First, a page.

Through starting the business, have you learned anything particularly helpful or advantageous?
Starting this business made me realize the importance of networking. Before starting Uptown Access, I did a decent amount of networking, but I left a lot of opportunities on the table. I had to step outside of my comfort zone to change that. The music business, like most industries, is about who you know. I quickly learned the importance of not just meeting people but respectfully making it clear the value you have to offer. It seemed a little contrived at first, but I realized a lot of people ARE looking for help, they just don’t know where to look or who to trust. By mentioning the work you do when the conversation calls for it, you open the door to not only professional opportunities, but personal connections. I’ve made genuine friendships through networking in this business, which only adds to my passion for it.
With networking, however, comes the importance of operating with integrity. At this point, I can’t count the number of opportunities we’ve received simply by being honest and treating others with respect. We remain honest by always setting realistic expectations with clients while respecting all of their work. Before the meeting, we listen to all potential clients' music, check their socials, and give real feedback. I encourage clients to do their due diligence before working with us because I’m THAT confident in our services. The largest accounts we’ve closed have come from clients who spent weeks or even months vetting, before deciding to work with us because of the understanding we have of their art.
I’ve also learned a great deal about setting expectations and boundaries for myself. When I began the journey I spent nearly every second of the day thinking about or working on my company. While I still believe this level of passion and dedication is necessary, it also requires breaks both mentally and physically. I was getting things done, but I was also losing sleep, skipping meals, and generally not taking care of myself. Eventually, you hit a wall and have to take a break. I still work just as hard, but now I make sure to find time for rest, the gym, and video games to unwind. The better my mental and physical health is, the more productive I am and the better the company does.
What platform/tools do you use for your business?
For business operations and email campaigns we use HubSpot CRM.
We utilize Asana for all project management needs.
What have been the most influential books, podcasts, or other resources?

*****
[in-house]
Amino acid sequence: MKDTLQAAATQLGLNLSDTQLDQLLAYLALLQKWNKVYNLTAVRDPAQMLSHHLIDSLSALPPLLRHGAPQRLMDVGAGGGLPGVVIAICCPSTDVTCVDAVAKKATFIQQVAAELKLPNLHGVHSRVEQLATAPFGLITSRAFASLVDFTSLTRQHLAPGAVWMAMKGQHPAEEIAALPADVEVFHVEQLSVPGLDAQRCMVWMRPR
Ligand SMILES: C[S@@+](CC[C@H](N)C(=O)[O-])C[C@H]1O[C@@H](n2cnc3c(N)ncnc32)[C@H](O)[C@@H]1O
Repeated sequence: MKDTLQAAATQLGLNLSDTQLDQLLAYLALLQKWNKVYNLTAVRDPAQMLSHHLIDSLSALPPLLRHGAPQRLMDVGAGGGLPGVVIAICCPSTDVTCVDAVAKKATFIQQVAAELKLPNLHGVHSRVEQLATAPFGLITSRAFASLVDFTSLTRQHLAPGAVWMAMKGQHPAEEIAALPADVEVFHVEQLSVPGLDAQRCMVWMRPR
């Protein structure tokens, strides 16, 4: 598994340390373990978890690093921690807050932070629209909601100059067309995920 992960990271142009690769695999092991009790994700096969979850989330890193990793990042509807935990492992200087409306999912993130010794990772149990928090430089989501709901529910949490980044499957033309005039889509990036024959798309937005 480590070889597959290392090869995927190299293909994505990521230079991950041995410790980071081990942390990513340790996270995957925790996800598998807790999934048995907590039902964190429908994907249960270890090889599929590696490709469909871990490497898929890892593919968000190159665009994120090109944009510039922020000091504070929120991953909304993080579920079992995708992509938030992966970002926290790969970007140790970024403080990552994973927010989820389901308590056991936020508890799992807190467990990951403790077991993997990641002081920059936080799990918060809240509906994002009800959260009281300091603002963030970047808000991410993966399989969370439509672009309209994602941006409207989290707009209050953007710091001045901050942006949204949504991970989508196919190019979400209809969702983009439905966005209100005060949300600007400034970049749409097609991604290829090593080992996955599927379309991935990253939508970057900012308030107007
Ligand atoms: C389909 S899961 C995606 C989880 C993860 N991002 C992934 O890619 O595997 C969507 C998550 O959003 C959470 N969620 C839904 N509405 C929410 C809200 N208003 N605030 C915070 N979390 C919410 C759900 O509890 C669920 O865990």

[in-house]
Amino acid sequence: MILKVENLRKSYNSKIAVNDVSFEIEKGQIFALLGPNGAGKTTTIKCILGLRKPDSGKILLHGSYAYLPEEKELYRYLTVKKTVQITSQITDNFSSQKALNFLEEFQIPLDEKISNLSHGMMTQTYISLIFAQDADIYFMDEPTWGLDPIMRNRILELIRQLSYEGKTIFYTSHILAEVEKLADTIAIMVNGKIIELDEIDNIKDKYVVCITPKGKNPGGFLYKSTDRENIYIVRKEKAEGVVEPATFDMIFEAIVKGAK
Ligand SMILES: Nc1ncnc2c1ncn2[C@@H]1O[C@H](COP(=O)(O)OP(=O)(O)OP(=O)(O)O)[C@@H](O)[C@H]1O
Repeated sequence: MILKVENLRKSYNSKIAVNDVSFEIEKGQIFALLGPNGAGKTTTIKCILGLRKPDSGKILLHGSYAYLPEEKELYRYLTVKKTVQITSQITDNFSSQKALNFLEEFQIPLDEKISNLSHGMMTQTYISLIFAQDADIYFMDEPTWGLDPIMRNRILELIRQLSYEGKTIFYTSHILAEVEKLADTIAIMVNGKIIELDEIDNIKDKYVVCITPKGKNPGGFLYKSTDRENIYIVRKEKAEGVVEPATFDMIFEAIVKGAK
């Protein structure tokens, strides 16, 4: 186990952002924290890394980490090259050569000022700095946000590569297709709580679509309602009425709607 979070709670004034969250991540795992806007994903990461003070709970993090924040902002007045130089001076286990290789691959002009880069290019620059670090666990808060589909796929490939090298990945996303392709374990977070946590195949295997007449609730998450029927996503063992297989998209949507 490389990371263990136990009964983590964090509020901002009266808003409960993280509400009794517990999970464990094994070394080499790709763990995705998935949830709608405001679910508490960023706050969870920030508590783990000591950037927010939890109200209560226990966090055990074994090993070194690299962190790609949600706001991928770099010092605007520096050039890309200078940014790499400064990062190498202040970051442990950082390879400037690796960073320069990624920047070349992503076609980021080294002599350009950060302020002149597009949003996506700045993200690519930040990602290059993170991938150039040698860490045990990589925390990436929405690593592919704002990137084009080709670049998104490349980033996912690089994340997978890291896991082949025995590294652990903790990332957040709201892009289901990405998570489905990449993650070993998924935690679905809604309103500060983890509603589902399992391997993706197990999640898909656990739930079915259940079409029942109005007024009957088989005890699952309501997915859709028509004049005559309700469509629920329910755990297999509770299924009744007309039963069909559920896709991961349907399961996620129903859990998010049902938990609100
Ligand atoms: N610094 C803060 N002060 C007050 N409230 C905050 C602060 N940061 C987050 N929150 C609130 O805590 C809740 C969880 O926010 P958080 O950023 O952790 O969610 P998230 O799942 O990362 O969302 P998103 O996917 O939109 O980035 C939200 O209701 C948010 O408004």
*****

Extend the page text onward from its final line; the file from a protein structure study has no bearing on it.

When I decided to get into the music business I found as many podcasts and YouTube videos as possible to consume.
2 podcasts specifically helped shape my understanding of the industry.
The Music Entrepreneur Club Podcast is an amazing resource for artists, managers, and marketers alike. The podcast is hosted by Dame Ritter, former CEO of Funk Volume Records, and DJ Pain 1, a well-respected producer within the space. The name alone attracted me as it fits perfectly with my situation. I appreciate the raw honesty and insight the two provided into the business.
Also, A Waste of Time with ItsTheReal helped me tremendously. The podcast is hosted by two hip-hop artists/comedians, Eric and Jeff Rosenthal. Their network of connections in the industry has allowed them to interview every type of professional in the industry. From platinum-selling artists to up-and-coming managers. Each episode allowed the guest to tell their unique story, which helped keep me motivated. Some guests were born into the music business, while others entered without a network just like me. I was able to learn from others' mistakes solely through this podcast.
Lastly, the book Outliers by Malcolm Gladwell helped shape how I view success in general. Gladwell explains it much better than I can, but the main takeaway for me was being able to identify the advantages I had in life and how those could assist me in my goals. I was able to understand my limitations as well, and how I could either let them hold me back or hurdle those barriers altogether.
Advice for other entrepreneurs who want to get started or are just starting out?
The first thing I would tell an aspiring entrepreneur to do is to adjust their mindset. Everyone's experience is different, but the one common trait I’ve found amongst entrepreneurs is constant optimism. The belief that every problem can be solved. Things will go wrong. It’s about how you respond to those issues that will define your success. I’ve seen so many people make huge progress only to give up at the first sign of trouble. I learned from watching others quit how important mental fortitude is in business.
Another aspect you can control over anything else is how you dedicate your time. Being an expert in your industry will always increase your chances of success, and that requires a commitment to learning. I believe real-world experience is the best way to learn and grow, but the time you spend away from the actual grind is just as important.
Are you looking to hire for certain positions right now?
We’re currently looking for marketing interns for Spring ‘22.
Interns can work both in-office or remotely, though they must be located in the Greater Los Angeles area.
The position is unpaid with lots of commission opportunities.
Where can we go to learn more?
If you have any questions or comments, drop a comment below!